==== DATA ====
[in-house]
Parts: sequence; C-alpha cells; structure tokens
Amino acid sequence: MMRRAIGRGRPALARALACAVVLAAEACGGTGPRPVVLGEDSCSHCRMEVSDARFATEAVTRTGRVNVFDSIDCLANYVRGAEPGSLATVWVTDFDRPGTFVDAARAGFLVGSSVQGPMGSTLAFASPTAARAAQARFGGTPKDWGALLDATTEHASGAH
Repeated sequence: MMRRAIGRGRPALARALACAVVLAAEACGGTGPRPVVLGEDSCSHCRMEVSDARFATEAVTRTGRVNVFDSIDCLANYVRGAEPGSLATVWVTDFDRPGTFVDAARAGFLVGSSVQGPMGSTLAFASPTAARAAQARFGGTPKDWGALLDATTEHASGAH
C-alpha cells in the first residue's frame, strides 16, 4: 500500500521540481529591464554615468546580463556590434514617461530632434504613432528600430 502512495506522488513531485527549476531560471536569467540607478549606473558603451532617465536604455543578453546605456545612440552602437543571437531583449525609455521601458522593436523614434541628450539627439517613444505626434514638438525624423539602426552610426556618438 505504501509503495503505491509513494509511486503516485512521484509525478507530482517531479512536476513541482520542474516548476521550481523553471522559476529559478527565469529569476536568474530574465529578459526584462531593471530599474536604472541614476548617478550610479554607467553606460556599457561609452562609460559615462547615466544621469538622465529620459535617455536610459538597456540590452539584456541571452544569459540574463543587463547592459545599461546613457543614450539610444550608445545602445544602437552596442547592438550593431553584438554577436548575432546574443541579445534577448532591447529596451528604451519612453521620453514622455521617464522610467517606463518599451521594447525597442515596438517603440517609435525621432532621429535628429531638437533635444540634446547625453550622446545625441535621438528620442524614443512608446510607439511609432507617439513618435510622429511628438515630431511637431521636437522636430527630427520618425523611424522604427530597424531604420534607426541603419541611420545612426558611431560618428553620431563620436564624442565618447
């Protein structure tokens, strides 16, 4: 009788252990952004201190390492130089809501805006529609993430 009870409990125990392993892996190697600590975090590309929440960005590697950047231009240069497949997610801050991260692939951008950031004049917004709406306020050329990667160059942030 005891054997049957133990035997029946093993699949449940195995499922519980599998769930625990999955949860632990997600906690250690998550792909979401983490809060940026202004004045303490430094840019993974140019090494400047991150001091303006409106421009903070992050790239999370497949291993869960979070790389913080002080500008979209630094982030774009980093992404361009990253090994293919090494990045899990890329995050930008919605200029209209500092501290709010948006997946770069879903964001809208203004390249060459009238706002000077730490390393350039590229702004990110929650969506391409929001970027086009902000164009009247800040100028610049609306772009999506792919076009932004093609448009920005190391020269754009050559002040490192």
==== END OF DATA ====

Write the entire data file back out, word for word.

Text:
[in-house]
Parts: sequence; C-alpha cells; structure tokens
Amino acid sequence: MMRRAIGRGRPALARALACAVVLAAEACGGTGPRPVVLGEDSCSHCRMEVSDARFATEAVTRTGRVNVFDSIDCLANYVRGAEPGSLATVWVTDFDRPGTFVDAARAGFLVGSSVQGPMGSTLAFASPTAARAAQARFGGTPKDWGALLDATTEHASGAH
Repeated sequence: MMRRAIGRGRPALARALACAVVLAAEACGGTGPRPVVLGEDSCSHCRMEVSDARFATEAVTRTGRVNVFDSIDCLANYVRGAEPGSLATVWVTDFDRPGTFVDAARAGFLVGSSVQGPMGSTLAFASPTAARAAQARFGGTPKDWGALLDATTEHASGAH
C-alpha cells in the first residue's frame, strides 16, 4: 500500500521540481529591464554615468546580463556590434514617461530632434504613432528600430 502512495506522488513531485527549476531560471536569467540607478549606473558603451532617465536604455543578453546605456545612440552602437543571437531583449525609455521601458522593436523614434541628450539627439517613444505626434514638438525624423539602426552610426556618438 505504501509503495503505491509513494509511486503516485512521484509525478507530482517531479512536476513541482520542474516548476521550481523553471522559476529559478527565469529569476536568474530574465529578459526584462531593471530599474536604472541614476548617478550610479554607467553606460556599457561609452562609460559615462547615466544621469538622465529620459535617455536610459538597456540590452539584456541571452544569459540574463543587463547592459545599461546613457543614450539610444550608445545602445544602437552596442547592438550593431553584438554577436548575432546574443541579445534577448532591447529596451528604451519612453521620453514622455521617464522610467517606463518599451521594447525597442515596438517603440517609435525621432532621429535628429531638437533635444540634446547625453550622446545625441535621438528620442524614443512608446510607439511609432507617439513618435510622429511628438515630431511637431521636437522636430527630427520618425523611424522604427530597424531604420534607426541603419541611420545612426558611431560618428553620431563620436564624442565618447
């Protein structure tokens, strides 16, 4: 009788252990952004201190390492130089809501805006529609993430 009870409990125990392993892996190697600590975090590309929440960005590697950047231009240069497949997610801050991260692939951008950031004049917004709406306020050329990667160059942030 005891054997049957133990035997029946093993699949449940195995499922519980599998769930625990999955949860632990997600906690250690998550792909979401983490809060940026202004004045303490430094840019993974140019090494400047991150001091303006409106421009903070992050790239999370497949291993869960979070790389913080002080500008979209630094982030774009980093992404361009990253090994293919090494990045899990890329995050930008919605200029209209500092501290709010948006997946770069879903964001809208203004390249060459009238706002000077730490390393350039590229702004990110929650969506391409929001970027086009902000164009009247800040100028610049609306772009999506792919076009932004093609448009920005190391020269754009050559002040490192």